Reforesting the Earth is possible. Clearly, tree-planting must be made a way of life.
Destruction of forests creates numerous environmental catastrophes, including altering local rainfall patterns, accelerating soil erosion, causing the flooding of rivers, and threatening millions of species of plants, animals and insects with extinction.
The main causes of deforestation are: expansion of agricultural and industrial needs, population growth, poverty, consumer demand and landlessness.
Despite increased public awareness and a large number of initiatives, deforestation is still continuing in most of Africa, Latin America, Asia and the Pacific. During 1980-90 alone, the Latin American region lost 62 million hectares (6.0 per cent) of its natural forest, which was the largest loss in the world during those years, with a further 5.8 million hectares a year lost during 1990-95. (source:UNEP)
Approximately 45% of India's land is degraded primarily due to deforestation, unsustainable agricultural practices, mining and excessive groundwater extraction. More than 2/3rds of this can be regenerated.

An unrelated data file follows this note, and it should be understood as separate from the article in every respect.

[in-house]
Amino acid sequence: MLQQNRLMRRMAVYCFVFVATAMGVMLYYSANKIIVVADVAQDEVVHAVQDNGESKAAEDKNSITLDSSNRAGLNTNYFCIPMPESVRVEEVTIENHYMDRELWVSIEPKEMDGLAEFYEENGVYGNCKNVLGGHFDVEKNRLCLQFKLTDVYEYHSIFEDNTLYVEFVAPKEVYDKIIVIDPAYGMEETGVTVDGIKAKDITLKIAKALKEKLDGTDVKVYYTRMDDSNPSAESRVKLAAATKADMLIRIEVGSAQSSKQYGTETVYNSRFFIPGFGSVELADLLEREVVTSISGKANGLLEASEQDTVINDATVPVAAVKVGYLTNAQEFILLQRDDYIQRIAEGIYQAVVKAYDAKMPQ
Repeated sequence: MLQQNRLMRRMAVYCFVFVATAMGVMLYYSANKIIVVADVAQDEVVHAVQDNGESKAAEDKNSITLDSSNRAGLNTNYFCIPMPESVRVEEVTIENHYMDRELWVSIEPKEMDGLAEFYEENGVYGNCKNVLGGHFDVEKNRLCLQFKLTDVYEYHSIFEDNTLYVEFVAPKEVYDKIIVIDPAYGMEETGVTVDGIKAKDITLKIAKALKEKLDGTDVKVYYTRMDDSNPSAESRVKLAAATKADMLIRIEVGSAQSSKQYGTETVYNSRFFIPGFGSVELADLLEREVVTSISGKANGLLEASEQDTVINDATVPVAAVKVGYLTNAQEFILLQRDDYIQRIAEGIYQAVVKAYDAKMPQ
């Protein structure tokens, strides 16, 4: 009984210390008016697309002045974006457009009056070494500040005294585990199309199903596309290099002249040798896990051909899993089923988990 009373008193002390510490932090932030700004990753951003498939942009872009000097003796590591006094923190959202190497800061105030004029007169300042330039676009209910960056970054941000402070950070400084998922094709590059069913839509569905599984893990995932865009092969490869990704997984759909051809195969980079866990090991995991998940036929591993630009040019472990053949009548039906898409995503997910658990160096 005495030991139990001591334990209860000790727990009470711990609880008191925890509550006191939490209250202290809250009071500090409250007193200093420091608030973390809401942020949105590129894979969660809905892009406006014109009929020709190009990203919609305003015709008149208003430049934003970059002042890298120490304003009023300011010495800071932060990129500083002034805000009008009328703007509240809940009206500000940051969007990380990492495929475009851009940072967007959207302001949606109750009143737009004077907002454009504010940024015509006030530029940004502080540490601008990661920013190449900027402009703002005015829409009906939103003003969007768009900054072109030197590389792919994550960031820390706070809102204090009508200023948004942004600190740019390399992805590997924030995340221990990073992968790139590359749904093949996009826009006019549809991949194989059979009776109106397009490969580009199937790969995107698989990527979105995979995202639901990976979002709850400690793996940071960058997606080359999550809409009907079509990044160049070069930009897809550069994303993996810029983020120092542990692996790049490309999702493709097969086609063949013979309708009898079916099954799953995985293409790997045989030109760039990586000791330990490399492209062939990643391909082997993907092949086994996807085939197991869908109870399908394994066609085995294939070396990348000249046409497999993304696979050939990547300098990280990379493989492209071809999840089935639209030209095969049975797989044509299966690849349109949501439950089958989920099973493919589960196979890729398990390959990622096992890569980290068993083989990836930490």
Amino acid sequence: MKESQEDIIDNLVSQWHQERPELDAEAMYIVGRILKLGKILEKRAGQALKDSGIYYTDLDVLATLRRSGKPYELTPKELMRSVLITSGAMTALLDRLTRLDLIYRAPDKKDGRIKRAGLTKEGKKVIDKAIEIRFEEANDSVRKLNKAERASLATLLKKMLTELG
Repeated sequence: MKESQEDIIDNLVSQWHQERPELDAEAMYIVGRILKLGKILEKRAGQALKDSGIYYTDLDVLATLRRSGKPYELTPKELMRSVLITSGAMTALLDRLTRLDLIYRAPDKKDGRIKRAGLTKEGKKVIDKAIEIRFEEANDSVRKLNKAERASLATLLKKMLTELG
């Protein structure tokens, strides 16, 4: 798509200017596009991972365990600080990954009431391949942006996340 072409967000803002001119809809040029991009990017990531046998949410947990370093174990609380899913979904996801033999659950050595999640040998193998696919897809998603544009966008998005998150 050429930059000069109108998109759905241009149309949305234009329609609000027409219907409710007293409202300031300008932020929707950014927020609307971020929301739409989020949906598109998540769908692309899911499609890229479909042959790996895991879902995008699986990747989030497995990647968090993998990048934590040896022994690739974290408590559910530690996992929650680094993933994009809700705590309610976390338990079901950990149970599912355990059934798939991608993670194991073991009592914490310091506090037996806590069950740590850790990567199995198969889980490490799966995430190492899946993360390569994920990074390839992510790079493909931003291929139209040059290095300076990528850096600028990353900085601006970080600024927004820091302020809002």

India has the 10th largest forest cover in the world at 68 million hectares. The government’s National Action Plan on climate change involves expanding forest cover from the current 23% to 33% of India's territory, and to afforest 6 million hectares of degraded forest land.
India has rich biodiversity - more than 45,000 plant and 91,000 animal species. However there are rapid loss trends – 10% flora and fauna are on the threatened list and many are on the verge of extinction.
Just to make up for the loss of trees in the last decade, the world would need to plant trees over an area of 130 million hectares, an area as large as Peru. This would entail planting 14 billion trees every year for 10 consecutive years, i.e. 2 saplings for every person on Earth (source: UNEP)